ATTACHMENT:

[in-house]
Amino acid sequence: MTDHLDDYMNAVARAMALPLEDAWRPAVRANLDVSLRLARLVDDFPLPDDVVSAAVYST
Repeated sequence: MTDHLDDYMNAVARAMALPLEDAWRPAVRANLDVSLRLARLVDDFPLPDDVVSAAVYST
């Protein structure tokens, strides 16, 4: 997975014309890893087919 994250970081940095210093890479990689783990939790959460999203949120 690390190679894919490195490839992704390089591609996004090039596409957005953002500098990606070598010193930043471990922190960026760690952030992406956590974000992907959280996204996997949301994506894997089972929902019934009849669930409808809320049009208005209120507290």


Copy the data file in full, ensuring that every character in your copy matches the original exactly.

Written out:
[in-house]
Amino acid sequence: MTDHLDDYMNAVARAMALPLEDAWRPAVRANLDVSLRLARLVDDFPLPDDVVSAAVYST
Repeated sequence: MTDHLDDYMNAVARAMALPLEDAWRPAVRANLDVSLRLARLVDDFPLPDDVVSAAVYST
């Protein structure tokens, strides 16, 4: 997975014309890893087919 994250970081940095210093890479990689783990939790959460999203949120 690390190679894919490195490839992704390089591609996004090039596409957005953002500098990606070598010193930043471990922190960026760690952030992406956590974000992907959280996204996997949301994506894997089972929902019934009849669930409808809320049009208005209120507290």